Do you remember when you started reading to your children? If you are like me, this process likely began at a young age. I was very fortunate because my dad read to me right from the start. So that’s what I did. In fact, I’m fairly certain that reading to my kids from day one was one of the only things I felt initially qualified to do as a parent. The point I want to make, though, isn’t that I expected them to be able to read or even understand what it was I was reading to them. I just wanted to expose them to the highly valuable experience of reading. We now know about this thing called emergent literacy and that the building blocks for learning how to read and write start incredibly early. Heck, some folks even read to their kids in the womb. Or is that just an LA thing?
My perspective on teaching financial literacy for kids is much the same. The good folks at the Networks Research Institute first coined the term emergent financial literacy in the paper I cited in a recent blog post and it’s something that I’ve spent much of my life as a dad trying to help other dads, moms and kids with. You can check out my blog for lots more on this topic, but if there’s any one takeaway I hope you get from this post, it’s that you should start the money conversation with your little ones early – when they are in preschool. Of course, just as with reading, you expect them to start saving for college or shorting the housing market right off the bat. I’m sure you’ve noticed, though, that most kids are being trained in the art of consumption by the time they’re two. They need exposure to messages that aren’t just about spending. Advertisers are targeting our young kids and even if you try minimize media exposure, the messaging is almost unavoidable out there in the world (stores, schools, billboards, etc.). Therefore, we have to start talking to them about other choices that they can make with money, including sharing (or charitable giving), saving and spending SMART form a young age.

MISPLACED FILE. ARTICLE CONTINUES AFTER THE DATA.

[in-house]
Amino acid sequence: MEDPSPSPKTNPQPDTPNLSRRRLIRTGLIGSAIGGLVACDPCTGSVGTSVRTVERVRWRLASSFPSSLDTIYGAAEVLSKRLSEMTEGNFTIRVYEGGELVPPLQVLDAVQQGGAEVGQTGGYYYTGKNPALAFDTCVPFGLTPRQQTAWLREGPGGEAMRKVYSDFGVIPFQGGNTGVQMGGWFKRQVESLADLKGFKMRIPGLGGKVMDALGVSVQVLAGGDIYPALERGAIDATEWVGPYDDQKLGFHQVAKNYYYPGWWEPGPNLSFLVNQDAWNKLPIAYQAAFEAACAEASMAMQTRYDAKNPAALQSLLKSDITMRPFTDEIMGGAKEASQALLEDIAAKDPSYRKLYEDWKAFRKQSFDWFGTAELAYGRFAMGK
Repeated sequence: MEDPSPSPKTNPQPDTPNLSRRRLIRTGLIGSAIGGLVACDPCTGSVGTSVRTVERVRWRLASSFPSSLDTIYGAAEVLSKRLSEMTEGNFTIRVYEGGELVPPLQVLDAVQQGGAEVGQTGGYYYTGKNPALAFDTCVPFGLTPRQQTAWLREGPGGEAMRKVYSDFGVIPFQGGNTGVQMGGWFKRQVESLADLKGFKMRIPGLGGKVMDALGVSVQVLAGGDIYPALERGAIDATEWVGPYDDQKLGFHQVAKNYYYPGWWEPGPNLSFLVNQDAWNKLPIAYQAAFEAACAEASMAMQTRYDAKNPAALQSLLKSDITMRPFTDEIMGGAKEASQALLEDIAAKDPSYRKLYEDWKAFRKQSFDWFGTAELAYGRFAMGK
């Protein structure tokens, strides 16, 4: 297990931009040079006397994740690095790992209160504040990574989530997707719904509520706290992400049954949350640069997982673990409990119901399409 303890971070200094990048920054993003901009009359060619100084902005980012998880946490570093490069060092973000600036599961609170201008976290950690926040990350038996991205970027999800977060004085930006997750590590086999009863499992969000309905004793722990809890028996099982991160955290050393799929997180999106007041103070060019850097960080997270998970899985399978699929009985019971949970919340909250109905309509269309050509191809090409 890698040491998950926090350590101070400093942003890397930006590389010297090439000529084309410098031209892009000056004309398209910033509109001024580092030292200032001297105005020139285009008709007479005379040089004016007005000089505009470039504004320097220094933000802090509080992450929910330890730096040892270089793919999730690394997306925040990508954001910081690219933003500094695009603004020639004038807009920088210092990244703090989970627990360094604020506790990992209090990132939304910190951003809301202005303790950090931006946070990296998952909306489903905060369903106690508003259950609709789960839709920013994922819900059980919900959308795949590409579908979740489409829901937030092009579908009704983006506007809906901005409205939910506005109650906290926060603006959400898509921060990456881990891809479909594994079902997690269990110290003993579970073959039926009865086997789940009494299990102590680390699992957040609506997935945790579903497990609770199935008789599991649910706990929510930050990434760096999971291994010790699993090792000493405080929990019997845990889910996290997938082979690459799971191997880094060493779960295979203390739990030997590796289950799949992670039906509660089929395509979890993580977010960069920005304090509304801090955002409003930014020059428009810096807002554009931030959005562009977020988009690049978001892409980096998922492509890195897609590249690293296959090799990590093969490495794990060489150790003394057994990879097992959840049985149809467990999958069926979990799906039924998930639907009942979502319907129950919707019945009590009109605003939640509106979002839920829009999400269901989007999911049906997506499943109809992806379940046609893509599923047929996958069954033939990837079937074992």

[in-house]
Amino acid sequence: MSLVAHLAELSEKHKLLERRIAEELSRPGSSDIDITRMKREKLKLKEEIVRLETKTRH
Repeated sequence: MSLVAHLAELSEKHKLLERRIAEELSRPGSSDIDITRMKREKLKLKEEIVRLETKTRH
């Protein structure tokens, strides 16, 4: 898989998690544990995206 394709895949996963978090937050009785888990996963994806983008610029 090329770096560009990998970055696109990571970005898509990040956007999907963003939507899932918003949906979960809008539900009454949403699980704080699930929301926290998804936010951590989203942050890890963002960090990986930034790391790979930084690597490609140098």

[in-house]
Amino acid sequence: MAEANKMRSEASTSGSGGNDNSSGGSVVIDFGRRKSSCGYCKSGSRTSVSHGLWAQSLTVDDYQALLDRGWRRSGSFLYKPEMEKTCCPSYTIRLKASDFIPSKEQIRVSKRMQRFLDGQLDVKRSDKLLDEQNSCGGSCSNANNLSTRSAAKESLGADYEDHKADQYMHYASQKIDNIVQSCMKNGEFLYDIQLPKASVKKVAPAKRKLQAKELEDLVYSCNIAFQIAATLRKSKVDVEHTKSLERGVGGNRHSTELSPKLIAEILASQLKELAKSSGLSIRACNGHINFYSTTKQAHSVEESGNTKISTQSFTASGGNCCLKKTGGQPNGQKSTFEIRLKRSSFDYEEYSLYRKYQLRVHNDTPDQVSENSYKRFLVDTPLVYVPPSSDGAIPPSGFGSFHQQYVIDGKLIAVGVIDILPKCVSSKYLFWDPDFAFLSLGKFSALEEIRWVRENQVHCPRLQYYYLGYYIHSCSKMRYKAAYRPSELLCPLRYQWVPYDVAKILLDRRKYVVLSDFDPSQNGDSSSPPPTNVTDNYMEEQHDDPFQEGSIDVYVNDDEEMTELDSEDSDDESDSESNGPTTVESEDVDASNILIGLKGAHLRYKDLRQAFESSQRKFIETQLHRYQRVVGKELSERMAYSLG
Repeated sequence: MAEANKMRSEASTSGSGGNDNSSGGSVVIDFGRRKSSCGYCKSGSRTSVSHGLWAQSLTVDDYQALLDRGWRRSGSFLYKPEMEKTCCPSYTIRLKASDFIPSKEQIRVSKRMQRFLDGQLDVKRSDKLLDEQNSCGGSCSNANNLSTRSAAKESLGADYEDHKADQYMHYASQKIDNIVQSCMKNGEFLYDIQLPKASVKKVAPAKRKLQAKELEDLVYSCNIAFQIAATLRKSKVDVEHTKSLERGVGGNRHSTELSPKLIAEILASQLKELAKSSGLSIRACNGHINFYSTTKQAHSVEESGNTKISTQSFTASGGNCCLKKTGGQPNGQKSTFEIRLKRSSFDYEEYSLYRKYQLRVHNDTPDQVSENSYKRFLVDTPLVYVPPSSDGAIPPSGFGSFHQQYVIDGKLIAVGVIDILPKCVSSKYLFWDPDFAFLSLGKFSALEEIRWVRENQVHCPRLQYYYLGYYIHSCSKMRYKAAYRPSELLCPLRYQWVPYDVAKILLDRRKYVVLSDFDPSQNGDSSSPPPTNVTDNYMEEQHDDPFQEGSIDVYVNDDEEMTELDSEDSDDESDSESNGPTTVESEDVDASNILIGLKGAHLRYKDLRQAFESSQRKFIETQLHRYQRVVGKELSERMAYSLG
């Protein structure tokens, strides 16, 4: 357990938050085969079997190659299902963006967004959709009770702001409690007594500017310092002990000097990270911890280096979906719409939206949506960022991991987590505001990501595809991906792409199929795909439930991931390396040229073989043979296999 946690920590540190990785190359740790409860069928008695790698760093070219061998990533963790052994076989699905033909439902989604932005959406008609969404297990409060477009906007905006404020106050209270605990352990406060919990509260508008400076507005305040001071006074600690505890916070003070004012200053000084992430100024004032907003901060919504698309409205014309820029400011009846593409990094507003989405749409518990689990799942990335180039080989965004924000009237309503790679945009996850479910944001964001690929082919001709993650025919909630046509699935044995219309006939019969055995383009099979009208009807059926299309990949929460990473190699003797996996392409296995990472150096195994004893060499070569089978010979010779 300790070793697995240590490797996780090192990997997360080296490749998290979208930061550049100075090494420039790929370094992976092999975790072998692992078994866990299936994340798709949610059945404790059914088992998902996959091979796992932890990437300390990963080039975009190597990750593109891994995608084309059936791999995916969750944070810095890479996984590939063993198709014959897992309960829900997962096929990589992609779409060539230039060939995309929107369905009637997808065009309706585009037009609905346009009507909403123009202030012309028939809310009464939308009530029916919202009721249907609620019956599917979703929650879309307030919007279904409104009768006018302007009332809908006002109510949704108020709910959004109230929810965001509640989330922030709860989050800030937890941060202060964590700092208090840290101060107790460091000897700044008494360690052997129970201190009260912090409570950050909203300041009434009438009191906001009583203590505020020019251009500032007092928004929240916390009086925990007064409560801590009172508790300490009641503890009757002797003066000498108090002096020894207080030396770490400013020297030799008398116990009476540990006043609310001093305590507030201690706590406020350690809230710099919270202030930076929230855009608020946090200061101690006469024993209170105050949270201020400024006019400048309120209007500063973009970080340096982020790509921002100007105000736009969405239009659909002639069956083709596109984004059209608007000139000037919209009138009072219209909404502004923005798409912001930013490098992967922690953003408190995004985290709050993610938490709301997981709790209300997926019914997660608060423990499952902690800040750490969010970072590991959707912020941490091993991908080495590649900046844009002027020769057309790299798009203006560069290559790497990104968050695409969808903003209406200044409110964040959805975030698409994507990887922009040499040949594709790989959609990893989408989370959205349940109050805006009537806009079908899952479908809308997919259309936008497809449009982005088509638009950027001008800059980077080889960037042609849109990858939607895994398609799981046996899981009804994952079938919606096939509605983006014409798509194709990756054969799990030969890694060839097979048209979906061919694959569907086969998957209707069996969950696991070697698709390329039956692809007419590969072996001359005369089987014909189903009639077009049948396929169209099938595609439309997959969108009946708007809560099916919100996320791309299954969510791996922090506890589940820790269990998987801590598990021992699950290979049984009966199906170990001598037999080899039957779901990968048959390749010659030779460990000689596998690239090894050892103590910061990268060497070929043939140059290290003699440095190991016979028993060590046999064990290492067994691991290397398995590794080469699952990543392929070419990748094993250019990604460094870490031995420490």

It’s remarkably easy to get this process started and, don’t worry, you don’t need Warren Buffet’s investing acumen to get these lessons across. In fact, I’ve identified what I think are the three uber important concepts below that from my blog post on the subject.
1. Needs vs. Wants – This is the mother of all financial literacy concepts. Kids must learn the difference between needs and wants because they are being taught consumption – actively and passively – from the age of two or three (even if you shield them from television). Activity – The next time you go to the store, play “needs vs. wants.” When you pass by the Lucky Charms, ask your child “need or want.” And then move away as fast as possible to avoid the temptation yourself. Seriously, though, this simple game can make shopping a little more fun and help engage them – you can explain that breakfast is a need, but sugared cereal is really a want. Of course, if you’re game, have your child ask you to identify “need or want” in the next aisle. Opening up this conversation will likely be very enlightening for both of you.
2. Delayed Gratification – Walter Mischel’s marshmallow study awakened people to the importance of delayed gratification. And Mischel has since found and promoted the idea that the strategies kids learned to delay gratification can actually be taught. I think you could hear the collective “phew” from parents worldwide. Activity – Have your child set a goal tomorrow. Paste a picture of the goal, the amount it will cost and how long it will take them to save – and start saving! If you haven’t yet setup an allowance, give them the weekly amount necessary to achieve the goal so they can see the money accumulate in the jar. Keep it simple – make it goal they can achieve in 2-3 weeks. Just that little bit of delayed gratification and goal achievement will be a valuable lesson. Then start an allowance.
3. Making Choices – Just as life is about the choices you make, so go money smarts. Getting kids used to the concept that choices always come with money is essential. If you haven’t started an allowance with your young one yet, give them a small amount of money the next time you’re in a store and give them the opportunity to make a buying choice. Sure, it sounds easy, but when presented with a store full of them, a choice can be harder to make than it looks.
Good luck getting the process started and please don’t hesitate to reach out to me via the link below any time.
John Lanza is the Chief Mammal and Creator of “The Money Mammals.” You can find out more about his books, DVD and financial literacy apps for kids at www.themoneymammals.com. He’d love to hear from you.Tweet